Did you know that 94% of enterprises already use the cloud in some capacity? Cloud migration and adaption have picked up pace in the last few years, and most businesses that have not migrated to the cloud yet have plans in place. If you are wondering whether your business can benefit from the cloud or not, there are a few things you need to know.
Benefits of Cloud for Your Business
The cloud differs from legacy servers in several ways. It is remote, the infrastructure is managed by cloud providers, and the cost considerations are drastically different. These differences make the cloud significantly more beneficial than legacy servers.
From SMBs to large enterprises, every business wants its IT budget to remain below a reasonable ceiling. But when you are working with legacy servers, the cost of creating, maintaining, updating, and adding to it can become a constant resource drain. Migrating to the cloud takes many of these variables out of the equation. Data infrastructure and maintenance is the cloud provider’s responsibility. The cost of these items is rolled into your fees. Updates are significantly cheaper, and you can add a lot of capacity to your “servers” by simply upgrading your package or adding an option.
On-premises servers are directly under your control, so the data might seem relatively safer compared to the cloud. But cloud providers tend to be more invested in cybersecurity and the safety of your data. They often erect more cybersecurity barriers and place more safety layers. The cost involved with implementing the same security measures is not feasible for smaller companies to manage on-premises.
This is the most cost-friendly and powerful advantage of the cloud. Let us say you are taking your website global, or your team is increasing at an unprecedented pace, and you must grow your data handling capacity five-fold as soon as possible. It would be an overhead cost nightmare to do with legacy servers. You would have to invest in more drives, racks, possibly rent more space, and even change your network capacity. With a cloud, it can be as easy as calling your cloud provider and asking them to provide the relevant upgrades.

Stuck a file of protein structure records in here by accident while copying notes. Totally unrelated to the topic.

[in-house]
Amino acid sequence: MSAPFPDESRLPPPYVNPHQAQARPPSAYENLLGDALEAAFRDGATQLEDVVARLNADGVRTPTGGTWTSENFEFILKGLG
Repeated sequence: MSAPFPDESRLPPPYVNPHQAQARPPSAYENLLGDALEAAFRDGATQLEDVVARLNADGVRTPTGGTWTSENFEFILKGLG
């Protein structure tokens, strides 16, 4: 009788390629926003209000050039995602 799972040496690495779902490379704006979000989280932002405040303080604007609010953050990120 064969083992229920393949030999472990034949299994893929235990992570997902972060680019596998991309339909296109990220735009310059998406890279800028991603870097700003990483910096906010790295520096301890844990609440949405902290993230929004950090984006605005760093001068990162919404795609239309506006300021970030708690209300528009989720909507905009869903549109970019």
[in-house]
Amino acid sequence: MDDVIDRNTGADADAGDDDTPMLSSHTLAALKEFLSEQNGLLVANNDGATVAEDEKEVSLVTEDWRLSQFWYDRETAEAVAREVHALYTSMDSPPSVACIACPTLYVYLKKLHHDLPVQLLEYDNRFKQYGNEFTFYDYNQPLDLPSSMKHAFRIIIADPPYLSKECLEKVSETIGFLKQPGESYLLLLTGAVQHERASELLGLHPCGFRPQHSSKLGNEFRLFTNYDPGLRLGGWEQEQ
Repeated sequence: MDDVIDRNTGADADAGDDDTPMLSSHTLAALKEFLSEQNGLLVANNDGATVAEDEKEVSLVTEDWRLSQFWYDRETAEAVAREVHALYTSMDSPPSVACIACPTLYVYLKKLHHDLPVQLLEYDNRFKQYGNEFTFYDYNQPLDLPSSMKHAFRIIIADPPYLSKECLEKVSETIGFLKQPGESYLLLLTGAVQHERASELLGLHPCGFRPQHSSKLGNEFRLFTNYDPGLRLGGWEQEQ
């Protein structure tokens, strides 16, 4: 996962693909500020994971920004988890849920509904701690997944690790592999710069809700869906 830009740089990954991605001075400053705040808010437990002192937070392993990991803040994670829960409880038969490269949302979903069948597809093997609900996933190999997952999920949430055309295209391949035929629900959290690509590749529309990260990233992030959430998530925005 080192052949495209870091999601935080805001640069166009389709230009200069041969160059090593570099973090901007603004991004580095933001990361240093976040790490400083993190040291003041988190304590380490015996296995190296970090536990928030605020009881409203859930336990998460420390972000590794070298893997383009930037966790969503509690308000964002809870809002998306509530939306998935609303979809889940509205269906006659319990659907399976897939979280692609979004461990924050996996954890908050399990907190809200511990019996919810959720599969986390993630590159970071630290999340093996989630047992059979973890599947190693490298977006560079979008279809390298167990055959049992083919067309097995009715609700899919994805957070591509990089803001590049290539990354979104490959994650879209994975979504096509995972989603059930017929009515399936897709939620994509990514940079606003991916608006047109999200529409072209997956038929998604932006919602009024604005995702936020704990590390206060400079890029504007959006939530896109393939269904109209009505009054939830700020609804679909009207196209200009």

Efficient Performance and Availability
Cloud tends to offer significantly better performance compared to on-premises servers for several reasons. The hardware they use is usually better, to begin with (high-performance SSDs, top-of-the-line processors, etc.), and cloud providers upgrade their hardware more frequently. A higher number of servers and at disposal also makes load management easier and more efficient. Cloud servers also almost never crash. This is one of the main selling points of cloud servers, and most providers proudly display their “uptime” on their websites and their marketing material. Under crash conditions, the revival is significantly faster than an on-premises server coming back online.
Flexibility And Data Security
Data on the cloud is backed up more frequently. As your storage capacity increases, so does the capacity in your cloud. With an on-premises server adding additional storage requires additional hardware and may take longer to implement. Disaster management and recovery protocols of cloud servers are more efficient as well. Cloud providers have the capacity to take snapshots of your data and instances allowing for faster recovery times. With timed snapshots, you can even limit the amount of data loss during system outages or compromises. Apart from superior data security, the cloud also offers more flexibility and better collaboration potential. Cloud data can easily be accessed by remote team members, clients, and third-party QA teams.
To answer the question, yes, your business can benefit from the cloud. Even if you are going for a hybrid cloud setup, you can benefit from some of the advantages of the cloud stated above. Cloud computing is the future, and the sooner you embrace it, the better you will fare in today’s competitive market.
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